November 20, 2009

Cardiovascular care ranked among best in nation

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Cardiovascular care ranked among best in nation

Vanderbilt University Medical Center has been recognized for the second year among the top 100 U.S. hospitals that are setting the nation's benchmarks for cardiovascular care in a study by Thomson Healthcare.

The study — 2009 Thomson Reuters 100 Top Hospitals: Cardiovascular Benchmarks for Success — appeared in the Nov. 16 issue of Modern Healthcare and examined the performance of 971 hospitals by analyzing clinical outcomes for patients diagnosed with heart failure and heart attacks and for those who received coronary bypass surgery and angioplasties.

“One of the nice things about this award is the recognition that our quality efforts are paying off,” said Eric Neilson, M.D., chair of the Department of Medicine. “In the highly competitive world of cardiovascular medicine, quality is everything to our market preference and patient satisfaction.”

Vanderbilt was one of 30 winners among teaching hospitals with cardiovascular residency programs.

Forty winners were named among teaching hospitals without cardiovascular residency programs and 30 were named among community hospitals.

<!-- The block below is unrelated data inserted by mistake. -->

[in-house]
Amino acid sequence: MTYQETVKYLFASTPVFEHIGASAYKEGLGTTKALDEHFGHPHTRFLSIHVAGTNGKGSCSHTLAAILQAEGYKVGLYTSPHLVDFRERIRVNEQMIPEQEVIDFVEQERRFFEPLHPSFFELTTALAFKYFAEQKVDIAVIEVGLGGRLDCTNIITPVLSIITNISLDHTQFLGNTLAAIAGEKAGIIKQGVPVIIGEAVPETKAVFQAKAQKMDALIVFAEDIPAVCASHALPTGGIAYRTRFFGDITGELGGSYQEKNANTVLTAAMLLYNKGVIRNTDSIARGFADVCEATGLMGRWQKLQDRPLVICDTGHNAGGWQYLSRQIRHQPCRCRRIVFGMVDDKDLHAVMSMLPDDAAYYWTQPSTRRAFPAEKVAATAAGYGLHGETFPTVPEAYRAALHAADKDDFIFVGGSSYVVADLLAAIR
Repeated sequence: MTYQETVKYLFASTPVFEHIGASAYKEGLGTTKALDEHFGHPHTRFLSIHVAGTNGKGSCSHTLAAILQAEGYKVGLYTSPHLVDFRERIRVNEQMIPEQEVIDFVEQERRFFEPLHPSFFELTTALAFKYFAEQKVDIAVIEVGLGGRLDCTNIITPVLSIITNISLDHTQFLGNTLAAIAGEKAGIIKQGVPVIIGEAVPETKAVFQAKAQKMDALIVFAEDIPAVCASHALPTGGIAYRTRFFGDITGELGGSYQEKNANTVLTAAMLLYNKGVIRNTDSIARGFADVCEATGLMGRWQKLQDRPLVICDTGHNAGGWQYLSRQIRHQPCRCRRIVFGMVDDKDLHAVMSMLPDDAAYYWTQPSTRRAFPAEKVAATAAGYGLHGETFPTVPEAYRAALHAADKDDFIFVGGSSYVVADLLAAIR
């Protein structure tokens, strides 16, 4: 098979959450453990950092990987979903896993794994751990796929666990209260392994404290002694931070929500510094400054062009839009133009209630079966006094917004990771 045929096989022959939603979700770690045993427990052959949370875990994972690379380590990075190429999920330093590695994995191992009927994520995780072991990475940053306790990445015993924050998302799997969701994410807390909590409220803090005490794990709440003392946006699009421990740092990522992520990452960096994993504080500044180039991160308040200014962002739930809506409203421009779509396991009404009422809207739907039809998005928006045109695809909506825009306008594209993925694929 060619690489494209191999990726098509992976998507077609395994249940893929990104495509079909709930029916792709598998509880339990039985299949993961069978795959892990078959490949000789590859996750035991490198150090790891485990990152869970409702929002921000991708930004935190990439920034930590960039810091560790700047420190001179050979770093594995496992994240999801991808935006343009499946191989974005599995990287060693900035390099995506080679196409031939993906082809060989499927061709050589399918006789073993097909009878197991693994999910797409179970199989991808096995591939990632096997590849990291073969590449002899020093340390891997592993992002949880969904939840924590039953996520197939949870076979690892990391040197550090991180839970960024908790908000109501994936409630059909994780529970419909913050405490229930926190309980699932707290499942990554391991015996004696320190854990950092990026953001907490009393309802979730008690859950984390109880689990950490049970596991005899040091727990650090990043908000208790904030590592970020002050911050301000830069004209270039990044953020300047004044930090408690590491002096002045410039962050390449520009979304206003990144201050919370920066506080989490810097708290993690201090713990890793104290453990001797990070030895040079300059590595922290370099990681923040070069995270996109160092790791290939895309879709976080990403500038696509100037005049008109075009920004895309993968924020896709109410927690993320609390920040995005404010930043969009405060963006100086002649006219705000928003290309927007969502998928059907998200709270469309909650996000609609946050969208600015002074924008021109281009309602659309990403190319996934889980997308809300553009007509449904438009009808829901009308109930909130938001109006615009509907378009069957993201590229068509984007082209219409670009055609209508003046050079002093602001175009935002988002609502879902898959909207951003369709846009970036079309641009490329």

“It's extremely rewarding to be recognized publicly for the work that we do,” said Keith Churchwell, M.D., executive medical director and chief medical officer for VHVI.

“The VHVI staff and faculty strive to be the best and they work very hard to be one of the elite cardiovascular programs in the nation. This award is a tribute to their efforts.”

The study, in its 11th year, found that the 100 Top Hospitals cardiovascular award winners, as a group, have:
• 17 percent lower mortality rates for heart attack patients.
• 10 percent lower mortality rates for heart failure patients.
• 27 percent lower mortality for bypass surgery patients.
• 22 percent lower mortality following PCI.
• Fewer post-operative complications (99 percent of patients were complication-free).
• Close to 12 percent shorter average hospital stay.
• 12 percent lower cost per case.

“This recognition is a strong statement about the 'quality culture' of our institution that permeates every part of the team of people that make up this hospital,” said Doug Sawyer, M.D., Ph.D., chief of the Division of Cardiovascular Medicine.

“The emphasis on the highest quality clinical care, working toward the best outcomes for our patients, has earned us this recognition. We expect and intend to make the list every year.”

The 100 Top Hospitals study scored hospitals in key performance areas: risk-adjusted surgical mortality, risk-adjusted medical mortality, risk-adjusted complications, core measures score, percentage of coronary bypass patients with internal mammary artery use, procedure volume, severity-adjusted average length of stay and wage- and severity-adjusted average cost.

“The collaborative relationship between our cardiac surgeons and cardiologists has enabled us to provide the highest quality, cost effective care to our patients,” said John Byrne, M.D., chair of the Department of Cardiac Surgery.

“We've developed a paradigm where the combination is greater than the sum of the parts.”